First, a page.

Wednesday, November 26, 2003

Zhao et al., "Transgenic plants expressing two Bacillus thuringiensis toxins delay insect resistance evolution," Nature Biotechnology 21/12 (dec. 2003), 1493-7:
Preventing insect pests from developing resistance to Bacillus thuringiensis (Bt) toxins produced by transgenic crops is a major challenge for agriculture. Theoretical models suggest that plants containing two dissimilar Bt toxin genes ("pyramided" plants) have the potential to delay resistance more effectively than single-toxin plants used sequentially or in mosaics. To test these predictions, we developed a unique model system consisting of Bt transgenic broccoli plants and the diamondback moth, Plutella xylostella. We conducted a greenhouse study using an artificial population of diamondback moths carrying genes for resistance to the Bt toxins Cry1Ac and Cry1C at frequencies of about 0.10 and 0.20, respectively. After 24 generations of selection, resistance to pyramided two-gene plants was significantly delayed as compared with resistance to single-gene plants deployed in mosaics, and to Cry1Ac toxin when it was the first used in a sequence. These results have important implications for the development and regulation of transgenic insecticidal plants.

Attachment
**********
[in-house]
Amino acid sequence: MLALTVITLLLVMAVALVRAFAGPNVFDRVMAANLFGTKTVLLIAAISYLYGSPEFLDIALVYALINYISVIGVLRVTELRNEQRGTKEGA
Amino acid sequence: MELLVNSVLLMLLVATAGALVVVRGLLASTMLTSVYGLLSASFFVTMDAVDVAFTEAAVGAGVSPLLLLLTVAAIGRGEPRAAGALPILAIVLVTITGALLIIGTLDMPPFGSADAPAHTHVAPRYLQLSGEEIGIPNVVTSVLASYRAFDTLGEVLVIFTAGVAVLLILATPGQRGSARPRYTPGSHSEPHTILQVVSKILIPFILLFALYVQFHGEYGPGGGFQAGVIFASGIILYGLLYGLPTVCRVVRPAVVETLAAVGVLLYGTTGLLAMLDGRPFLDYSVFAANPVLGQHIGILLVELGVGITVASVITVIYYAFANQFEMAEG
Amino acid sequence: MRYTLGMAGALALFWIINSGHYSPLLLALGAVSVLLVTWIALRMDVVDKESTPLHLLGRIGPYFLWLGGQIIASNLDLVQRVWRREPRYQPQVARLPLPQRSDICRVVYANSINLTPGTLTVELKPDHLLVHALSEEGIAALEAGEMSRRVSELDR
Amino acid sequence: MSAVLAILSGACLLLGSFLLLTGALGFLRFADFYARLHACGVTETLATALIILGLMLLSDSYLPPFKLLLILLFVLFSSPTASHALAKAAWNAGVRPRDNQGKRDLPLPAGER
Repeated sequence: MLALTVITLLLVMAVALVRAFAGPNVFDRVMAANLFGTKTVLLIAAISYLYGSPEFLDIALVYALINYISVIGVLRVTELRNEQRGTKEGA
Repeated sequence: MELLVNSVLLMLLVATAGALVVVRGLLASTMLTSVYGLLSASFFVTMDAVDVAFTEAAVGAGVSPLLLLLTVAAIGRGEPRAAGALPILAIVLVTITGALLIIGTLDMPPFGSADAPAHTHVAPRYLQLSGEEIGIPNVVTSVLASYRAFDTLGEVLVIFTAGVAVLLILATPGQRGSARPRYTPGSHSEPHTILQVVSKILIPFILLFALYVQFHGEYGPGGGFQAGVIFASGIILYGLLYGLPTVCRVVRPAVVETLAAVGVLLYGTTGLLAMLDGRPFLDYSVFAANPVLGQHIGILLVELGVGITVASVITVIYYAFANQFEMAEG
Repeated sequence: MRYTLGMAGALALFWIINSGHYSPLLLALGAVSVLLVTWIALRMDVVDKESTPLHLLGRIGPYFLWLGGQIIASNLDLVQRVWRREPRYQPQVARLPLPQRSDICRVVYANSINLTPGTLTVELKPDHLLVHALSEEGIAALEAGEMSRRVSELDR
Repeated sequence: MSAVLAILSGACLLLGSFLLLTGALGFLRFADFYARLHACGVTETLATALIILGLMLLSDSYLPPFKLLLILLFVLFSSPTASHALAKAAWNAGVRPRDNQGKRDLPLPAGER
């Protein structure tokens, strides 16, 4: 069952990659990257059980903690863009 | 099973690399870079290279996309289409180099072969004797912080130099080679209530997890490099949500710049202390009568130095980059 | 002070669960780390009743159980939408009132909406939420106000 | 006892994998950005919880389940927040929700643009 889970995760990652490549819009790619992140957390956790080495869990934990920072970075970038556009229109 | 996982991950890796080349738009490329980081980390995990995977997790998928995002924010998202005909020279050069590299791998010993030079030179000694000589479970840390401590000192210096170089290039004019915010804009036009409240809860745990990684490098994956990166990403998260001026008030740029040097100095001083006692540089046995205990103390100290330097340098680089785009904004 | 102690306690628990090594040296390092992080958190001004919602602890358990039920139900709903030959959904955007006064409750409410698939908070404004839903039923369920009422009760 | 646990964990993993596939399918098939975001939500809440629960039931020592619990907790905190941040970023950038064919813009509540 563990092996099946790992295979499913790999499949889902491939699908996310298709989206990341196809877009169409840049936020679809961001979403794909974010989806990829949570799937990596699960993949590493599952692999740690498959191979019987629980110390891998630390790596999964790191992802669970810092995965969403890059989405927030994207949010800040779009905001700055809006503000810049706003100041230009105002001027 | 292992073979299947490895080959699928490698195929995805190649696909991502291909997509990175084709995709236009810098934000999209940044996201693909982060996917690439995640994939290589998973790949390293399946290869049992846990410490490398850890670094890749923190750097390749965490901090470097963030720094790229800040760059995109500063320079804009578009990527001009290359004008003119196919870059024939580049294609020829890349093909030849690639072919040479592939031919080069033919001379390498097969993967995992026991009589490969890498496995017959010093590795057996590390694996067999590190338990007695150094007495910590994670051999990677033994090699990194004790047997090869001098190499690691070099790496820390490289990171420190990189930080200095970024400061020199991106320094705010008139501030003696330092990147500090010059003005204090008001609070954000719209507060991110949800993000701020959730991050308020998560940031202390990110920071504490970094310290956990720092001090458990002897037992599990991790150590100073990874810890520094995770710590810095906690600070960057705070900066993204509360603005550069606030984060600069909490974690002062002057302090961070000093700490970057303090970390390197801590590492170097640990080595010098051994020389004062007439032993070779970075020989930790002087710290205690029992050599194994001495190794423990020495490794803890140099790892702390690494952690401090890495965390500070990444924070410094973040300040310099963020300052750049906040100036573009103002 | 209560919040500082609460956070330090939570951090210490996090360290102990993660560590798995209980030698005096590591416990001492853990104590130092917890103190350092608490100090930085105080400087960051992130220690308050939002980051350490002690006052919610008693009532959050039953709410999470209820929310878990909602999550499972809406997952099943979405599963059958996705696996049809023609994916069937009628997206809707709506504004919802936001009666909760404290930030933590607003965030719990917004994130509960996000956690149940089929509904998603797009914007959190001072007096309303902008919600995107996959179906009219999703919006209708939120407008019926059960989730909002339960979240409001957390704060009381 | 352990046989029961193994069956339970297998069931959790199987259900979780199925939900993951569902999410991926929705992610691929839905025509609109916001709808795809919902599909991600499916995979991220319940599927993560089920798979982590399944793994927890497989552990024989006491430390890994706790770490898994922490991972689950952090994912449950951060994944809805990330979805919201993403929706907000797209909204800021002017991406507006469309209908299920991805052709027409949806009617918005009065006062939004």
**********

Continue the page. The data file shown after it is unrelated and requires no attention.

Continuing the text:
The same issue also reprints the latest ravings of everyone's favorite science fundamentalist -- from the Washington Times:
Although involvement of the public is critical to their understanding of government policy, it is less useful for the formulation of policy. This is particularly true when complex issues of science and technology are involved. Science is not democratic. The citizenry do not get to vote on whether a whale is a mammal or a fish, or on the temperature at which water boils, and legislatures cannot repeal the laws of nature. However, on questions to which there is no scientifically 'right' answer (e.g., at what age can persons drive and vote, or whether we should carry out more manned exploration of the moon), public opinion can play a critical role.
Pretty disturbing bedfellows there, O enlightened ones.


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